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Motley calls for regional ID - Barbadian politician wants private sector to fund multilpurpose document

Published:Friday | September 15, 2017 | 12:00 AMRomario Scott

The Opposition Leader of Barbados Mia Motley wants that Caribbean countries to introduce multipurpose identification cards for citizens in the region to facilitate deeper integration of the countries.

Mottley, the main speaker on the opening day of the People's National Party (PNP) 79th annual conference, argued that the identification card could be used for other regional purposes, including deepening functional cooperation.

Her suggestion comes at a time when Jamaica is far advanced in developing multibillion-dollar national identification system, touted as a game-changer in doing business and strengthening national security.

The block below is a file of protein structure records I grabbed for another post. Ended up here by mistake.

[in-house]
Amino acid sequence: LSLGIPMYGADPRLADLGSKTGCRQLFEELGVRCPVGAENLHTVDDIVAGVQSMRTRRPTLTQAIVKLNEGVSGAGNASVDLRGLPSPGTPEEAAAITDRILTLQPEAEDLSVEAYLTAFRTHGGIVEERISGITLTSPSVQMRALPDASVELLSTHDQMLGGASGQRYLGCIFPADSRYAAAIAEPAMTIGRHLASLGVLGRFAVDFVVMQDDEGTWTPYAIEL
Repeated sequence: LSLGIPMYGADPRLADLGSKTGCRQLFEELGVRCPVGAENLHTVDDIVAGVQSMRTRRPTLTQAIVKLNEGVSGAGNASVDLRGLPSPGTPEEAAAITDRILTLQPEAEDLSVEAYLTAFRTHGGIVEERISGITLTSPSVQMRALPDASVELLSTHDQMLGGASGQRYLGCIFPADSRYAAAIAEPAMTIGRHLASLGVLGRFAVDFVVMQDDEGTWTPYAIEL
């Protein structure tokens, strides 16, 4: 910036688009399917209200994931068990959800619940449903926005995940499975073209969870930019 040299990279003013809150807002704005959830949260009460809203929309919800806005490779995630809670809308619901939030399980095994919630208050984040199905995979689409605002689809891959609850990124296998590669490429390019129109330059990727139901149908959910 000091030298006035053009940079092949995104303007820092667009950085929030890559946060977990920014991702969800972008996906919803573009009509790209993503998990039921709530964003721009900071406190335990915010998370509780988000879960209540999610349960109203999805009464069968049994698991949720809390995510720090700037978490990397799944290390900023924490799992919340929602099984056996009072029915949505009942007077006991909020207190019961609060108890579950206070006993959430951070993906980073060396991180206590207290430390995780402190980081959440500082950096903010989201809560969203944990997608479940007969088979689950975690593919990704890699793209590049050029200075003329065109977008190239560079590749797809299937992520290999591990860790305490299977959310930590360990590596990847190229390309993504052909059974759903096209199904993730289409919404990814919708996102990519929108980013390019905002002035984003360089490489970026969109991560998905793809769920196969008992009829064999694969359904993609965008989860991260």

But Motley, selling the idea of a regional multipurpose identification system, told PNP supporters that there was an early recognition by Caribbean leaders that "it was always going to be better working together".


Worked for World Cup


She expressed impatience with the pace of regional integration, arguing that there was no reason for continued barriers to travel within the region.

The Barbadian opposition leader said that regional leaders were able to agree on measures for hassle-free travel for spectators during the 2007 Cricket World Cup, but have failed to make the arrangement a permanent fixture.

"We did it for them! You mean to tell me we cannot do it for us? We created a space that facilitated people in the Caribbean to move - with a band - without showing a passport, without being asked a question by nobody, because we already know is one: the plane or boat ... ," Motley said.

She suggested that the cost for the multipurpose ID could be shared by the Governments and the private sector, which she argued, stands to benefit greatly from free movement.

The Barbadian Queen's Counsel lamented the high cost of travel between Caribbean countries.

She said it costs less to travel to Miami than to Jamaica or St Kitts from Barbados, where she lives.

"Something has to be fundamentally wrong when a region cannot find the political will to allow its citizens to move easily," Mottley said to loud applause.